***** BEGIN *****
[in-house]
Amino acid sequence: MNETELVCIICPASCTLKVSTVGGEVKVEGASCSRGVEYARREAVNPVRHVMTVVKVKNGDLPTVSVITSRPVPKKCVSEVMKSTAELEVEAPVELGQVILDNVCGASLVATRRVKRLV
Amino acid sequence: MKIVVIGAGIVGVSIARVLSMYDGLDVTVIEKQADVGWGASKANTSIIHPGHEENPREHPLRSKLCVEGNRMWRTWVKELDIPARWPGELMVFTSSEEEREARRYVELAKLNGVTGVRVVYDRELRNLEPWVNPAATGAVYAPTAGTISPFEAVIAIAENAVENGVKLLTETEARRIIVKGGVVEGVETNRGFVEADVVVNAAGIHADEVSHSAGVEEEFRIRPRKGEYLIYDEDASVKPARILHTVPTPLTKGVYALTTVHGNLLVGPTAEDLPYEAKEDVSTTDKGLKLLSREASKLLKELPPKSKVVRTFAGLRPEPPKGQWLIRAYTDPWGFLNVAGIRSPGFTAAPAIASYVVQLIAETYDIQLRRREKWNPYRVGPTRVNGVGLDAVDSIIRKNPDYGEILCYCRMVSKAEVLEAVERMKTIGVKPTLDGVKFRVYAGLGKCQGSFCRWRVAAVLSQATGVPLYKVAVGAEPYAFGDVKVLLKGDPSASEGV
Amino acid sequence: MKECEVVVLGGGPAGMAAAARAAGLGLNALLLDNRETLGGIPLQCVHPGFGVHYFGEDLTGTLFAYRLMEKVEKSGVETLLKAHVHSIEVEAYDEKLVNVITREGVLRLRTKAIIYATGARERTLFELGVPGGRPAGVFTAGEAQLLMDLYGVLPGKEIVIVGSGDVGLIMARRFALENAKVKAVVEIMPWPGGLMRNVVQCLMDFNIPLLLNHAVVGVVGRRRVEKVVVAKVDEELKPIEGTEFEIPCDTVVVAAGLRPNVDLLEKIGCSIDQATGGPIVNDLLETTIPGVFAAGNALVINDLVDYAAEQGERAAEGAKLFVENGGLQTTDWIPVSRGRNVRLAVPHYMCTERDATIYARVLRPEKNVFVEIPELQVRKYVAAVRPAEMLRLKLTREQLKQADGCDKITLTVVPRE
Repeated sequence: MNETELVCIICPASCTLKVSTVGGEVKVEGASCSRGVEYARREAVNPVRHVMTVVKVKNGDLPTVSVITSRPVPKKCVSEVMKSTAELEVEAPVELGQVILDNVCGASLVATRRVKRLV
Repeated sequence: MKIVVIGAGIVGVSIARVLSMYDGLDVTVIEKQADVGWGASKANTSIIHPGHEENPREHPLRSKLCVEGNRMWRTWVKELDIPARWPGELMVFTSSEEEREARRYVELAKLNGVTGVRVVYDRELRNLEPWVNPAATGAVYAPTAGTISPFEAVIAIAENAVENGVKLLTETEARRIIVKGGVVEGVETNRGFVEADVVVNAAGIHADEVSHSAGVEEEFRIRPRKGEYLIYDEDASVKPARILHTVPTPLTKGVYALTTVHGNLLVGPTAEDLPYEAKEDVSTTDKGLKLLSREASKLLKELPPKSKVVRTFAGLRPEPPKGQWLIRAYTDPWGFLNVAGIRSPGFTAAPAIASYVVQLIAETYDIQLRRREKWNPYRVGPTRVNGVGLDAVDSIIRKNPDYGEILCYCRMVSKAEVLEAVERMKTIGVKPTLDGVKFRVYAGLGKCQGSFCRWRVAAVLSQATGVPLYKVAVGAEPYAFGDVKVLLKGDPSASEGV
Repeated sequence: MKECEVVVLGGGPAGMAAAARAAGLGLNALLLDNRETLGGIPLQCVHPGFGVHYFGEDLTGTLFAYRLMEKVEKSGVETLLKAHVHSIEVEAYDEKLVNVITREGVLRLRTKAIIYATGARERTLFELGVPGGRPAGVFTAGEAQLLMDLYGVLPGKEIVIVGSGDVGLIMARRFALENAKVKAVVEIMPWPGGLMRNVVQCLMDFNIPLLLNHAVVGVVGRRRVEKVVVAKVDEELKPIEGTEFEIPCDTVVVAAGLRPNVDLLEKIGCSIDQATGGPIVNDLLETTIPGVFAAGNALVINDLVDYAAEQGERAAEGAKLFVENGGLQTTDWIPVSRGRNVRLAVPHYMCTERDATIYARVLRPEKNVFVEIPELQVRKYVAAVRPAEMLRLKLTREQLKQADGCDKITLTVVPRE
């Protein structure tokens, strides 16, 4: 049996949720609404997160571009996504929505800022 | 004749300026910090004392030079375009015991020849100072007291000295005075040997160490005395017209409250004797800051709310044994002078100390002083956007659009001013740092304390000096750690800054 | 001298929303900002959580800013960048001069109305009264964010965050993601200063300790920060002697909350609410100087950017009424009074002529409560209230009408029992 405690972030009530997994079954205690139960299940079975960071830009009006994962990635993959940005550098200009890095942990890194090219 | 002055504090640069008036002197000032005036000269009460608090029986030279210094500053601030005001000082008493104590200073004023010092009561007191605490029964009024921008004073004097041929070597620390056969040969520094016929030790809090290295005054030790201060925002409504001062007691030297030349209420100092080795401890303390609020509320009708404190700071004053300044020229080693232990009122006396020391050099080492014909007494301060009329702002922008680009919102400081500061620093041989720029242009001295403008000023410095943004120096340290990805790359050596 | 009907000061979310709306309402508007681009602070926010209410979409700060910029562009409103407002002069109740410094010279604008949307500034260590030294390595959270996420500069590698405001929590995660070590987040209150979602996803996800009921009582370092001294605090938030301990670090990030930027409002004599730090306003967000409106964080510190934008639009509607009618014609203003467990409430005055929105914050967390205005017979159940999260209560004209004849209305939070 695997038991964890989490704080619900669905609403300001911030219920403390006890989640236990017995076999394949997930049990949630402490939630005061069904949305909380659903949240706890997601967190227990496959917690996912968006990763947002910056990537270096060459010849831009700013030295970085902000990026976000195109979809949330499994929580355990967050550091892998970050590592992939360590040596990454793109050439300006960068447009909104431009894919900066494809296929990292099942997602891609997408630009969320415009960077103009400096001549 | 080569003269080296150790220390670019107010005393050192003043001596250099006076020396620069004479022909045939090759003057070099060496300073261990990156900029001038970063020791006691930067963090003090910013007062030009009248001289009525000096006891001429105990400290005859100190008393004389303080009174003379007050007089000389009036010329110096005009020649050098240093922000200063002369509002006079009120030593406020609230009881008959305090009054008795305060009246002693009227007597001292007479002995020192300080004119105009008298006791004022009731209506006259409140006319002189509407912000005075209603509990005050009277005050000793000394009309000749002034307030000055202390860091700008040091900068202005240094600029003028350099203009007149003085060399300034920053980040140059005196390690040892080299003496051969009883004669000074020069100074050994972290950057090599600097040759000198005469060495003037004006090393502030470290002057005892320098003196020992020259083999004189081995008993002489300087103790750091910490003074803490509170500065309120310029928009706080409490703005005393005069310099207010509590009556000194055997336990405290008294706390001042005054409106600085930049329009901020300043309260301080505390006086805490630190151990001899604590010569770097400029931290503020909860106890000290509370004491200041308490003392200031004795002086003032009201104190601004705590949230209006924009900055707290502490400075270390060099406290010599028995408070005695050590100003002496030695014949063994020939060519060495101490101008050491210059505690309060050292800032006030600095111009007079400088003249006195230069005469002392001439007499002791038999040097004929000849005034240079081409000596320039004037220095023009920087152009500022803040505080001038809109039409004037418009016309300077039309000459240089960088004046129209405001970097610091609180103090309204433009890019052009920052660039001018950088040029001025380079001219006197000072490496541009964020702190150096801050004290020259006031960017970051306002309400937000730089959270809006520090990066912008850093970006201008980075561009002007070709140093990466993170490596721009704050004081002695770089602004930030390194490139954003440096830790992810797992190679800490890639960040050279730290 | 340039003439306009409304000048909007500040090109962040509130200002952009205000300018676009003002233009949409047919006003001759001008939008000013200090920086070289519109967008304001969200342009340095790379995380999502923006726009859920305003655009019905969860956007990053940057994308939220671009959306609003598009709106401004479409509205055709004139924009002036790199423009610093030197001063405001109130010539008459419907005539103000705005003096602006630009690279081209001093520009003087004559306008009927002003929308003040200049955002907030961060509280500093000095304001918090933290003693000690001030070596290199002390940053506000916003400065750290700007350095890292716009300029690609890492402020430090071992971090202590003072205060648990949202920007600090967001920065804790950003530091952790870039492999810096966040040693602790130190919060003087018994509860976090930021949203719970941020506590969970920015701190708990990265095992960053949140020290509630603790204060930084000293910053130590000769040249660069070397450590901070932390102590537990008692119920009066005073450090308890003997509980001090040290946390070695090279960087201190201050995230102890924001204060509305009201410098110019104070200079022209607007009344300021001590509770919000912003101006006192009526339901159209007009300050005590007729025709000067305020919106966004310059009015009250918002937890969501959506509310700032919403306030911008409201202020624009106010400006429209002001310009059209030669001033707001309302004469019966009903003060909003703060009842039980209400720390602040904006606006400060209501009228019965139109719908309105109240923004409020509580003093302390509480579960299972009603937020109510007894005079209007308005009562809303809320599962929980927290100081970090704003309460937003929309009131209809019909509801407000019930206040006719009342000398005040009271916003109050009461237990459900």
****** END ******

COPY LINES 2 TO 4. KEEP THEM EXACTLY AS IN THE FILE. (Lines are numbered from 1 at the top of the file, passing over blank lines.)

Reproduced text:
Amino acid sequence: MNETELVCIICPASCTLKVSTVGGEVKVEGASCSRGVEYARREAVNPVRHVMTVVKVKNGDLPTVSVITSRPVPKKCVSEVMKSTAELEVEAPVELGQVILDNVCGASLVATRRVKRLV
Amino acid sequence: MKIVVIGAGIVGVSIARVLSMYDGLDVTVIEKQADVGWGASKANTSIIHPGHEENPREHPLRSKLCVEGNRMWRTWVKELDIPARWPGELMVFTSSEEEREARRYVELAKLNGVTGVRVVYDRELRNLEPWVNPAATGAVYAPTAGTISPFEAVIAIAENAVENGVKLLTETEARRIIVKGGVVEGVETNRGFVEADVVVNAAGIHADEVSHSAGVEEEFRIRPRKGEYLIYDEDASVKPARILHTVPTPLTKGVYALTTVHGNLLVGPTAEDLPYEAKEDVSTTDKGLKLLSREASKLLKELPPKSKVVRTFAGLRPEPPKGQWLIRAYTDPWGFLNVAGIRSPGFTAAPAIASYVVQLIAETYDIQLRRREKWNPYRVGPTRVNGVGLDAVDSIIRKNPDYGEILCYCRMVSKAEVLEAVERMKTIGVKPTLDGVKFRVYAGLGKCQGSFCRWRVAAVLSQATGVPLYKVAVGAEPYAFGDVKVLLKGDPSASEGV
Amino acid sequence: MKECEVVVLGGGPAGMAAAARAAGLGLNALLLDNRETLGGIPLQCVHPGFGVHYFGEDLTGTLFAYRLMEKVEKSGVETLLKAHVHSIEVEAYDEKLVNVITREGVLRLRTKAIIYATGARERTLFELGVPGGRPAGVFTAGEAQLLMDLYGVLPGKEIVIVGSGDVGLIMARRFALENAKVKAVVEIMPWPGGLMRNVVQCLMDFNIPLLLNHAVVGVVGRRRVEKVVVAKVDEELKPIEGTEFEIPCDTVVVAAGLRPNVDLLEKIGCSIDQATGGPIVNDLLETTIPGVFAAGNALVINDLVDYAAEQGERAAEGAKLFVENGGLQTTDWIPVSRGRNVRLAVPHYMCTERDATIYARVLRPEKNVFVEIPELQVRKYVAAVRPAEMLRLKLTREQLKQADGCDKITLTVVPRE